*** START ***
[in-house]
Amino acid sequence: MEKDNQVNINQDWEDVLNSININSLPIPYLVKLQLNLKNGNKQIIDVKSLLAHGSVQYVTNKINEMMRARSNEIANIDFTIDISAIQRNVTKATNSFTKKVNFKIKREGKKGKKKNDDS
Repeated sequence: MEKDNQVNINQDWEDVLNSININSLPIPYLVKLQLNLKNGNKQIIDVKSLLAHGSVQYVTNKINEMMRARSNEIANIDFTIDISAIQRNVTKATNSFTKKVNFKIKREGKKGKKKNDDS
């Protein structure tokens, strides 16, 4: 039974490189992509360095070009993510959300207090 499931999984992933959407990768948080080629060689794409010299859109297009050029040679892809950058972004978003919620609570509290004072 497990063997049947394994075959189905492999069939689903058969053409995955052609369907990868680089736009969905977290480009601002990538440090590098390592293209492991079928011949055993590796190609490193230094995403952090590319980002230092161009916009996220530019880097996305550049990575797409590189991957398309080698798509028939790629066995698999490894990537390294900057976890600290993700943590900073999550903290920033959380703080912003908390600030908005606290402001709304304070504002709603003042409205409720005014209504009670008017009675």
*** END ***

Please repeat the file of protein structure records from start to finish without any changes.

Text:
[in-house]
Amino acid sequence: MEKDNQVNINQDWEDVLNSININSLPIPYLVKLQLNLKNGNKQIIDVKSLLAHGSVQYVTNKINEMMRARSNEIANIDFTIDISAIQRNVTKATNSFTKKVNFKIKREGKKGKKKNDDS
Repeated sequence: MEKDNQVNINQDWEDVLNSININSLPIPYLVKLQLNLKNGNKQIIDVKSLLAHGSVQYVTNKINEMMRARSNEIANIDFTIDISAIQRNVTKATNSFTKKVNFKIKREGKKGKKKNDDS
């Protein structure tokens, strides 16, 4: 039974490189992509360095070009993510959300207090 499931999984992933959407990768948080080629060689794409010299859109297009050029040679892809950058972004978003919620609570509290004072 497990063997049947394994075959189905492999069939689903058969053409995955052609369907990868680089736009969905977290480009601002990538440090590098390592293209492991079928011949055993590796190609490193230094995403952090590319980002230092161009916009996220530019880097996305550049990575797409590189991957398309080698798509028939790629066995698999490894990537390294900057976890600290993700943590900073999550903290920033959380703080912003908390600030908005606290402001709304304070504002709603003042409205409720005014209504009670008017009675």